Delahunty moved the motion to accept the Code of Conduct with ‘the deletion’ of those clauses related to ‘political parties’ and the new clause 4.8.3 (ie the new ‘gag’ clause – our term). Lobo seconded.

DELAHUNTY: Claimed that the gag motion was a result of ‘some actions that I took’ regarding Elsternwick Park such as ‘releasing letters from VicTrack’ and ‘letters from the member of Caulfield’ and council letters ‘to the media’. She felt that all this information was available under FOI. With the consequent pressure that was exerted there was an ‘agreement’. Said that ‘the outrage’ that followed was ‘in stark contrast to the lack of outrage’ and ‘lack of even discussion’ and ‘inaction from our representatives’ about Elsternwick Park. so ‘here we are’ attempting to ‘insert some reactionary and dare I say conservative’ to try and ‘stop that’. Quoted the ‘guide to ethical decision making’ and asked whether her actions were ‘lawful’, ‘consistent’ with policy and the code of conduct. All answers were ‘yes’ and looking at the ‘outcomes’ it was a win for the community. ‘I didn’t talk about’ people’s individual opinions nor what ‘was said behind closed doors’. ‘I gave information that was freely available under other means’ as a form of advocating for the park.  Said again that ‘the outrage towards my actions are in stark contrast to the lack of outrate’ and ‘inaction’ so ‘where are our priorities here?’ It therefore becomes ‘a litmust test for me’ whether the clause should be included. It represents a ‘ridiculous reactionary stance’ to what she believes is ‘ethical decision making’.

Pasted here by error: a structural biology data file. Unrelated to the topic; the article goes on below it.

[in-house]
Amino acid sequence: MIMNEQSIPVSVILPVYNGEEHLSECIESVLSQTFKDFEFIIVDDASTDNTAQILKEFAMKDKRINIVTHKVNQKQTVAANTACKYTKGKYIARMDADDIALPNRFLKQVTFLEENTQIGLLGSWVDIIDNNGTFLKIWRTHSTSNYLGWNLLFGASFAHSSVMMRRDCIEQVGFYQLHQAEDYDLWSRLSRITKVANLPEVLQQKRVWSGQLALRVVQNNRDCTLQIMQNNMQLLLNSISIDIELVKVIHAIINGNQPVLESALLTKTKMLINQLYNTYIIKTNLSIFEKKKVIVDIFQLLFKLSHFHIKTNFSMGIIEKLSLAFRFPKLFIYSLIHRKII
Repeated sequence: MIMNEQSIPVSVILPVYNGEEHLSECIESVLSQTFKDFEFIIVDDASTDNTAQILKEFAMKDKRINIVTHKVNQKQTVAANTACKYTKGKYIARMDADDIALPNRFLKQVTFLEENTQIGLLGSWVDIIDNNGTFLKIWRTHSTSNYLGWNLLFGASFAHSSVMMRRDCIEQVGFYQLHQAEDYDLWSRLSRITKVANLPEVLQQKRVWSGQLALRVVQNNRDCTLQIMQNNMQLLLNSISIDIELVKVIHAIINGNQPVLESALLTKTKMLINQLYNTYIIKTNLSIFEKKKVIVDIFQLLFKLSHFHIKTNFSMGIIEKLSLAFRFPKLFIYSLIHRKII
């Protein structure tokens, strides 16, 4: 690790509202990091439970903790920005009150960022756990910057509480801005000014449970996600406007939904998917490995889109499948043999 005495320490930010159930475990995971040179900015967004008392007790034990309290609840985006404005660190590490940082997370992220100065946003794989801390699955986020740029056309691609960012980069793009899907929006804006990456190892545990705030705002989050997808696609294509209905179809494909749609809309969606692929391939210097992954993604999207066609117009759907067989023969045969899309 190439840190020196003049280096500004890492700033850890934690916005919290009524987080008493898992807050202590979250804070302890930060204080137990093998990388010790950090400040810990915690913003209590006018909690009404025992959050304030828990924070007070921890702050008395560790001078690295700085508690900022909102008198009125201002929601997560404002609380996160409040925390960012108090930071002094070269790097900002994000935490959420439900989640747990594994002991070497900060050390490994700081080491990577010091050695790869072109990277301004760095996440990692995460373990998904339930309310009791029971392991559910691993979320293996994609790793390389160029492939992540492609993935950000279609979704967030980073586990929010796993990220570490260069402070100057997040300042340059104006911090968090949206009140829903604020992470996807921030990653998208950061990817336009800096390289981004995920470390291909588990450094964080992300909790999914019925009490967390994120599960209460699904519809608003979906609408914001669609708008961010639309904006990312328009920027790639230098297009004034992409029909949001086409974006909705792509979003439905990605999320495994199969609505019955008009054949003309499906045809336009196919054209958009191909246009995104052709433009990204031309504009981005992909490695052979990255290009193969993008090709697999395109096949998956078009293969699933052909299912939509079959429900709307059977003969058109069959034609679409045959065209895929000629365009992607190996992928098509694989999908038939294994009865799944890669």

On the political parties clause Delahunty stated that ‘I don’t even know’ what it means and ‘can’t support something I don’t understand how it would be applied’. The code is supposed to ensure ethics ‘which is covered in other sections’ so there’s no need for this inclusion. Said that if she said that Southwick dragged his heels on Elsternwick Park would this be ‘a statement of fact’ or a ‘political’ statement. If Okotel gets up and mentions the hard work ‘is that a political statement’ or an ‘opinion’? ‘We have to act impartially – it’s in the Local Government Act’ so unnecessary. Supported other changes.